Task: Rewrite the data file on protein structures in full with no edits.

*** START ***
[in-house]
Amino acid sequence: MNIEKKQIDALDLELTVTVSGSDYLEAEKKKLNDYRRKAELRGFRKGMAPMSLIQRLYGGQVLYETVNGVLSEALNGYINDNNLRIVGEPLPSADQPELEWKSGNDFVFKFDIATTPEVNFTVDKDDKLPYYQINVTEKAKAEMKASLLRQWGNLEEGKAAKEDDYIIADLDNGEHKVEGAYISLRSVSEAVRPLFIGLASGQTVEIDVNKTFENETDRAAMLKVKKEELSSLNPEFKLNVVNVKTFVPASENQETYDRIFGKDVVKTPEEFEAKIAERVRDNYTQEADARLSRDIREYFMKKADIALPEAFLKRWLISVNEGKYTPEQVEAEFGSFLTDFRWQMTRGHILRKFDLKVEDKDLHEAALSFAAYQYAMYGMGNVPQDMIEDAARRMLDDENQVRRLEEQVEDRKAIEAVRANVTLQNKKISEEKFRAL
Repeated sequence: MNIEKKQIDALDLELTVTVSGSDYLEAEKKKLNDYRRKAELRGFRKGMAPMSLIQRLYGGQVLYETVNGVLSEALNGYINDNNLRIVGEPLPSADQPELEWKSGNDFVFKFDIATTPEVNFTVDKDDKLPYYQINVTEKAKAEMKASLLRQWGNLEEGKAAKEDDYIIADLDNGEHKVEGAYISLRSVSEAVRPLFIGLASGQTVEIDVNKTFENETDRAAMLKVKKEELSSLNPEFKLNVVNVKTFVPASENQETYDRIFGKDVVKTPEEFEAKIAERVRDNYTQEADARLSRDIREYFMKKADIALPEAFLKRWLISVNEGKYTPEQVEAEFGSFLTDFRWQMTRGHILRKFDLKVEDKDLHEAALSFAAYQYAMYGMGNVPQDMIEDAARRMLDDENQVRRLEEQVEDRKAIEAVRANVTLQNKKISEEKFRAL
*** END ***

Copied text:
[in-house]
Amino acid sequence: MNIEKKQIDALDLELTVTVSGSDYLEAEKKKLNDYRRKAELRGFRKGMAPMSLIQRLYGGQVLYETVNGVLSEALNGYINDNNLRIVGEPLPSADQPELEWKSGNDFVFKFDIATTPEVNFTVDKDDKLPYYQINVTEKAKAEMKASLLRQWGNLEEGKAAKEDDYIIADLDNGEHKVEGAYISLRSVSEAVRPLFIGLASGQTVEIDVNKTFENETDRAAMLKVKKEELSSLNPEFKLNVVNVKTFVPASENQETYDRIFGKDVVKTPEEFEAKIAERVRDNYTQEADARLSRDIREYFMKKADIALPEAFLKRWLISVNEGKYTPEQVEAEFGSFLTDFRWQMTRGHILRKFDLKVEDKDLHEAALSFAAYQYAMYGMGNVPQDMIEDAARRMLDDENQVRRLEEQVEDRKAIEAVRANVTLQNKKISEEKFRAL
Repeated sequence: MNIEKKQIDALDLELTVTVSGSDYLEAEKKKLNDYRRKAELRGFRKGMAPMSLIQRLYGGQVLYETVNGVLSEALNGYINDNNLRIVGEPLPSADQPELEWKSGNDFVFKFDIATTPEVNFTVDKDDKLPYYQINVTEKAKAEMKASLLRQWGNLEEGKAAKEDDYIIADLDNGEHKVEGAYISLRSVSEAVRPLFIGLASGQTVEIDVNKTFENETDRAAMLKVKKEELSSLNPEFKLNVVNVKTFVPASENQETYDRIFGKDVVKTPEEFEAKIAERVRDNYTQEADARLSRDIREYFMKKADIALPEAFLKRWLISVNEGKYTPEQVEAEFGSFLTDFRWQMTRGHILRKFDLKVEDKDLHEAALSFAAYQYAMYGMGNVPQDMIEDAARRMLDDENQVRRLEEQVEDRKAIEAVRANVTLQNKKISEEKFRAL